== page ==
VEPCO’s preliminary analysis indicated that, depending upon the cost of capital, the cost of obtaining rights of way, and the cost of cleaning and disposing of the slurry water, the utility could transport coal from point to point in Virginia for a fraction of the cost imposed by the railroads – perhaps as low as $5 per ton. In July 1981 VEPCO engaged Dr. Oner Yucel, a Virginia Tech civil engineer and specialist in coal slurry pipelines, to undertake a study to provide more authoritative numbers. In comments to the press, Yucel immediately identified a potential sticking point: the cost of acquiring land along a pipeline route. Particularly tricky would be getting the rights to cross the railroad lines. In 1962 Virginia had become the only state in the country to enact legislation, at the behest of the railroads, prohibiting public service companies from using eminent domain to condemn rights of way for coal slurry lines. Without eminent domain, Norfolk Southern and CSX exercised veto power over any coal slurry projecting their rail lines, as any pipeline connecting the coalfields in Virginia’s far southwest to VEPCO power stations in the east would do.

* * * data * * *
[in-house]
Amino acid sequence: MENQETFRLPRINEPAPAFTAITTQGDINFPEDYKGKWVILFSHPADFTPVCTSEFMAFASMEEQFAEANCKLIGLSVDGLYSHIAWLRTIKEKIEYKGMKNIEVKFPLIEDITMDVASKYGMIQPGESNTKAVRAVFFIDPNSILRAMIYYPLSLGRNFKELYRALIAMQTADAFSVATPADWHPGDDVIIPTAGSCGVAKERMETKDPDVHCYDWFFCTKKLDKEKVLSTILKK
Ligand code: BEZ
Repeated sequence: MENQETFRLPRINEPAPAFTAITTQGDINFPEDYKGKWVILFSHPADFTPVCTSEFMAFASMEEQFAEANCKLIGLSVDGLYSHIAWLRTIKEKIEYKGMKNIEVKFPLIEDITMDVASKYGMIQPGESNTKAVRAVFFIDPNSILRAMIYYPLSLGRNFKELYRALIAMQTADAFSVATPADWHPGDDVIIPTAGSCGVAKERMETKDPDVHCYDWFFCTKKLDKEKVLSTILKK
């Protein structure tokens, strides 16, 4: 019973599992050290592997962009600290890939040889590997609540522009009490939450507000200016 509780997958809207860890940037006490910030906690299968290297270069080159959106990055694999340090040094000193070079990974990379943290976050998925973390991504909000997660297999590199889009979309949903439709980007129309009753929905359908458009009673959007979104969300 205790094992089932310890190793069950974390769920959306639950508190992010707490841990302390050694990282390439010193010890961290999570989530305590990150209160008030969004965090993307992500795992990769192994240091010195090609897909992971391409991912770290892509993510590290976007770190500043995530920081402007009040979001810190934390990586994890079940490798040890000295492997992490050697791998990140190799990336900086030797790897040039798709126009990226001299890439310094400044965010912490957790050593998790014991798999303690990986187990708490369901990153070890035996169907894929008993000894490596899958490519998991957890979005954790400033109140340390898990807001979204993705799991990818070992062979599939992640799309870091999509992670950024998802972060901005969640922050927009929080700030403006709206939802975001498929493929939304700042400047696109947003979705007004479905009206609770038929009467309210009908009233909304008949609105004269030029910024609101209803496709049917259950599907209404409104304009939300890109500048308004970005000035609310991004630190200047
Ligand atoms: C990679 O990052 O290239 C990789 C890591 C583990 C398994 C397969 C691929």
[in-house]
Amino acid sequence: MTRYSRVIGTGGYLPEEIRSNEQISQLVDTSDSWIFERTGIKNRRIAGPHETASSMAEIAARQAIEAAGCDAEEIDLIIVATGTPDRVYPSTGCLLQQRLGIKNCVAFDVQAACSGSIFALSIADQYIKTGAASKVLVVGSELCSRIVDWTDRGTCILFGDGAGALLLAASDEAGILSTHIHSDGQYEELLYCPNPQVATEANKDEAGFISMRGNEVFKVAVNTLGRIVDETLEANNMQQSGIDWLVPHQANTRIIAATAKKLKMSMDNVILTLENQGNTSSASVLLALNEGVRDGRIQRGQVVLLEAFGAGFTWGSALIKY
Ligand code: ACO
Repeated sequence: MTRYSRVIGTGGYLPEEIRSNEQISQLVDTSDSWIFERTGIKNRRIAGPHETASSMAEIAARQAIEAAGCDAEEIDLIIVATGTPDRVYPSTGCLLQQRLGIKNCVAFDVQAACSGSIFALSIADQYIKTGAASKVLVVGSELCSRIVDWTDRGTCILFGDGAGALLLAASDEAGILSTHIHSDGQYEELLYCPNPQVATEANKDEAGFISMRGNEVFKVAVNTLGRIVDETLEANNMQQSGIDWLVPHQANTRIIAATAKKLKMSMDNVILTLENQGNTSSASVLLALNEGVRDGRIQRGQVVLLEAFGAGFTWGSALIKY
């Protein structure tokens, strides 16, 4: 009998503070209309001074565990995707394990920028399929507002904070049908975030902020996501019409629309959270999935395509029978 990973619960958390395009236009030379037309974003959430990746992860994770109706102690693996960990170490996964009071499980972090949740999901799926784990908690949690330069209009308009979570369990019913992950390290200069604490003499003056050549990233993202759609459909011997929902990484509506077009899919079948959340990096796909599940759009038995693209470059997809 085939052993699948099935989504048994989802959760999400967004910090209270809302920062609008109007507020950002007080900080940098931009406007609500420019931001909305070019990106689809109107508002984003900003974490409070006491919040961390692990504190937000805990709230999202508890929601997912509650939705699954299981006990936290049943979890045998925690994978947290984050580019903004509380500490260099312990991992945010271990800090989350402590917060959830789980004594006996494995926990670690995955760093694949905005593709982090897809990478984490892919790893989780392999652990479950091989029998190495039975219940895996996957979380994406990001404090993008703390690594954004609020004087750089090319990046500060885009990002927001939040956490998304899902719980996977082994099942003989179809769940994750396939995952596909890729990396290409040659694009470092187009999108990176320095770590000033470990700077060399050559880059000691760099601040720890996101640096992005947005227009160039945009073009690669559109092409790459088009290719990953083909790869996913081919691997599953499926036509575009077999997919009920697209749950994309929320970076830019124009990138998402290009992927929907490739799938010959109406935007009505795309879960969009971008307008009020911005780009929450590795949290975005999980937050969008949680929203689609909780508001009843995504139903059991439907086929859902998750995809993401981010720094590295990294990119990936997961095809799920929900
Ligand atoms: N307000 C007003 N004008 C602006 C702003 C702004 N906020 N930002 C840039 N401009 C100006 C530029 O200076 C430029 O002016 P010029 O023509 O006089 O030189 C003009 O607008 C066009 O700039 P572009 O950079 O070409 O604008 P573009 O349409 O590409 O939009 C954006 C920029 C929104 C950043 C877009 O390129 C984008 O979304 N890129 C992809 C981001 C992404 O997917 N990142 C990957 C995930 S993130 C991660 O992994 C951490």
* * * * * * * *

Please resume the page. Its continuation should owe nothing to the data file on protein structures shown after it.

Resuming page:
Up in Washington, D.C, the National Coal Association (NCA) was lobbying Congress to loosen restrictions on interstate coal slurry pipelines. In the fall of 1982 Carl Bagge, president of the NCA, traveled south of the Potomac River to stump for an intrastate Virginia pipeline. Blasting the N&W and Chessie, he charged that their high rates were hurting coal companies trying to sell into European markets. “We need policy changes to give the railroads more competition,” he said. A few days later, Del. Orby L. Cantrell, a Democrat from a coal-producing county, let it be known that he was drafting a bill to grant condemnation power to developers of coal slurry pipelines.
At this stage of the controversy, slurry advocates spoke of building a pipeline with an annual capacity of anywhere between 5 million tons and 25 million tons. A 5-million-ton pipeline wasn’t terribly threatening to the railroads – it would accommodate VEPCO’s needs and little more. But project economics improved dramatically with bigger pipes and larger capacities. A 25-million-ton-per-year pipeline could cut the guts out of railroad profits on their coal-export routes, creating a near-existential threat. Terrified by the possibility, the rail companies mobilized in opposition. As the 1982 General Assembly session unfolded, VEPCO-friendly legislators found it prudent to back off Cantrell’s eminent-domain measure in favor of a feasibility study. The utility was willing to defer a legislative showdown in the hope that an arm’s length study – not one paid for by the utility – would show how a pipeline would create thousands of jobs for Virginians and save electric ratepayers millions of dollars a year. But the rail lobby gave no ground, arguing that the proposed $30,000 allocation was insufficient to conduct a proper study. In the end, the railroads carried the day. The General Assembly scuttled the idea of even studying coal slurry.